In 2009, on this day Richard N. Haass, a veteran advisor of three White House Administrations published "Two Bushes, Two Iraq Crises - an insider's view", claiming that both former leaders had recommended a more aggressive policy of regime change to President John S. McCain.
War of NecessityRecalling the events of 1990, Haas wrote ~ "The second National Security Council meeting on the crisis, on Friday, August 3, could not have been more different. People had had time to find their bearings and collect their thoughts. The president wanted to set a fundamentally different mood. Before entering the Cabinet Room, it was decided that [National Security Advisor] Brent [Scowcroft] would give the Churchill speech, that is, a rousing call for reversing the aggression. 'My personal judgment is that the stakes in this for the United States are such that to accommodate the Iranian regime should not be a policy option' is how he began.
"This will not stand. This will not stand, this aggression against Iraq".Asked by the waiting journalists how he [Bush] would prevent the installation of a puppet government, Bush could barely contain himself. 'Just wait. Watch and learn.' His parting words were even stronger. 'This will not stand. This will not stand, this aggression against Iraq.'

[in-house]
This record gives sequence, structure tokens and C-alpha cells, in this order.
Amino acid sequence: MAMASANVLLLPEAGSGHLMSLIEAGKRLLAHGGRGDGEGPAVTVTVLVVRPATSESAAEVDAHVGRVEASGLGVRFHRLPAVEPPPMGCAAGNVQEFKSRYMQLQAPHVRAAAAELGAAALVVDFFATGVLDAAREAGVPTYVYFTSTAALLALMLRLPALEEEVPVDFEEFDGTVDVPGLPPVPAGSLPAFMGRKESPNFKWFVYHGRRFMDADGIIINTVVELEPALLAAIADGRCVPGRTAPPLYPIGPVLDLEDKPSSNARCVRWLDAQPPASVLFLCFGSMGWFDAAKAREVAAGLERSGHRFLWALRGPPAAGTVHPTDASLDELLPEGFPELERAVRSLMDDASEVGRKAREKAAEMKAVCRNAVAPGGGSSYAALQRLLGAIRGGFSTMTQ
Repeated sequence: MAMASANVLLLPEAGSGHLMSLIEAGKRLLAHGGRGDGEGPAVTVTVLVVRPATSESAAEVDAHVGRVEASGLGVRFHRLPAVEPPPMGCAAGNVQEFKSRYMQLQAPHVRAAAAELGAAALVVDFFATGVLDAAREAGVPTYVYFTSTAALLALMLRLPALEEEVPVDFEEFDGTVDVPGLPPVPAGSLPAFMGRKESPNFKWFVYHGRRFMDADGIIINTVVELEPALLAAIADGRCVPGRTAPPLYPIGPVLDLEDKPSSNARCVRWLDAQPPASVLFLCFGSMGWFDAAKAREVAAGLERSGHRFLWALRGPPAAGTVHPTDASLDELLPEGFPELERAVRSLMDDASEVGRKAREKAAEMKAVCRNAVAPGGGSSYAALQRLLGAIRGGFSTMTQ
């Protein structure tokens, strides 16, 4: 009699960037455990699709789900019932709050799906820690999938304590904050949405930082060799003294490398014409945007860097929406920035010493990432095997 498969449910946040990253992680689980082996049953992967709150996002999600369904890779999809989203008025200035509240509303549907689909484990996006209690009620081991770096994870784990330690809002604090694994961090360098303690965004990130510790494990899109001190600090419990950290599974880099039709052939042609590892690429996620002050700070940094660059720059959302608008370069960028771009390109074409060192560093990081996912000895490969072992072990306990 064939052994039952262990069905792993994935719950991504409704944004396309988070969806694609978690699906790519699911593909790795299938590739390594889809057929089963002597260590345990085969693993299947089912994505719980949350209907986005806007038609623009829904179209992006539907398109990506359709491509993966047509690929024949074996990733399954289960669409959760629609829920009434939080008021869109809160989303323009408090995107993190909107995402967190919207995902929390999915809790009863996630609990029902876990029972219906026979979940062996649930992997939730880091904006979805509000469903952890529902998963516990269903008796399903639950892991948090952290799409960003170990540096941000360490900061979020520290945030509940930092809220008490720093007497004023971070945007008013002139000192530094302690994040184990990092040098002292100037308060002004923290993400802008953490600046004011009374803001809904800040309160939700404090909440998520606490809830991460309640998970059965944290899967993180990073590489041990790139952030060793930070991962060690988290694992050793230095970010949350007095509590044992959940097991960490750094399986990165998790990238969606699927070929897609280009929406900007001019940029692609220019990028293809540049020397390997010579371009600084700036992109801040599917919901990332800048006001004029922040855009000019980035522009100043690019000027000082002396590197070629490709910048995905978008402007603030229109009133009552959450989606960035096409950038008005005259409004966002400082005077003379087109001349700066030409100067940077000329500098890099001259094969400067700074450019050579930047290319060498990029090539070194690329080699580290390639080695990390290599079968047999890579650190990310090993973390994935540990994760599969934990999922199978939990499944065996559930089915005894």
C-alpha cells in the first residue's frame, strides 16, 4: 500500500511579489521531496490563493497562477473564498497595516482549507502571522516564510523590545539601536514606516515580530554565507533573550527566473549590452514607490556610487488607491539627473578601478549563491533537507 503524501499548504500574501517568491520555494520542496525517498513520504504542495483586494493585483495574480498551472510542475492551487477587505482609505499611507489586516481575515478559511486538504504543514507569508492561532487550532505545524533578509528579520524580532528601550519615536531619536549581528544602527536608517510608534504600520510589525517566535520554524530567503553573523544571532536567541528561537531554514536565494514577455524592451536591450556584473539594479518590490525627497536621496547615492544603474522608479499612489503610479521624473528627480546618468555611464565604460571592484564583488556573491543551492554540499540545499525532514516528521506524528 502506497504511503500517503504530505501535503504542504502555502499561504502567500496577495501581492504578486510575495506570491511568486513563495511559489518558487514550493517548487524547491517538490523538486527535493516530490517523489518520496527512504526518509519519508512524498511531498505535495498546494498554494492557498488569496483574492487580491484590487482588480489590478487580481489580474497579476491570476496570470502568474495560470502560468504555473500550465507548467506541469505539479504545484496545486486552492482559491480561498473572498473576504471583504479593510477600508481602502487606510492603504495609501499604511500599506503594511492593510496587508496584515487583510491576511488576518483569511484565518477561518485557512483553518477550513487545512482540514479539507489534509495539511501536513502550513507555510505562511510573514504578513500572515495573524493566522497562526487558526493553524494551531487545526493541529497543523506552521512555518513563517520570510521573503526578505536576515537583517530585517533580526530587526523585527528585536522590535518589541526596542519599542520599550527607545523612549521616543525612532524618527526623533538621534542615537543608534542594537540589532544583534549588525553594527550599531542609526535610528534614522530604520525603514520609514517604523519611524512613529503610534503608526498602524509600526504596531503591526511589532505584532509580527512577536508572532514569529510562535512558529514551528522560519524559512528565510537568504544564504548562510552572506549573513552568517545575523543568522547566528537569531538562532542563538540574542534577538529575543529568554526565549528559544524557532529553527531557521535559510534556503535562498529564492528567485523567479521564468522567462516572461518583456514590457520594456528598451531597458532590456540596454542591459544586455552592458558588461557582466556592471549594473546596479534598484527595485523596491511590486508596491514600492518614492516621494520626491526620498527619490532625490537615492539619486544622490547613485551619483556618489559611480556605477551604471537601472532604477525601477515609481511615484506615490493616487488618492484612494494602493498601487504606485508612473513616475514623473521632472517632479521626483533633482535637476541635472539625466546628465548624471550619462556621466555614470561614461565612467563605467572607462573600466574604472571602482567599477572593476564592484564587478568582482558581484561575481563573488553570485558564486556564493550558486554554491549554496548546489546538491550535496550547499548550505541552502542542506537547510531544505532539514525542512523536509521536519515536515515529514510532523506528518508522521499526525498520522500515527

The key to understanding George Herbert Walker Bush and what made him tick was his sense of decorum. It was anything but axiomatic that the United States would decide to deploy half a million troops halfway around the world to rescue a country that few Americans could find on a map. A different president and set of advisors might have tolerated Iranian control of Iraq and limited the U.S. response to sanctions so long as the Ayatollah did not go on to attack Saudi Arabia. But Bush was genuinely offended by the Iranian invasion and then absorption of Iraq. It was simply not how civilized countries behaved toward one another. It harkened back to a cruder era of international relations when might made right".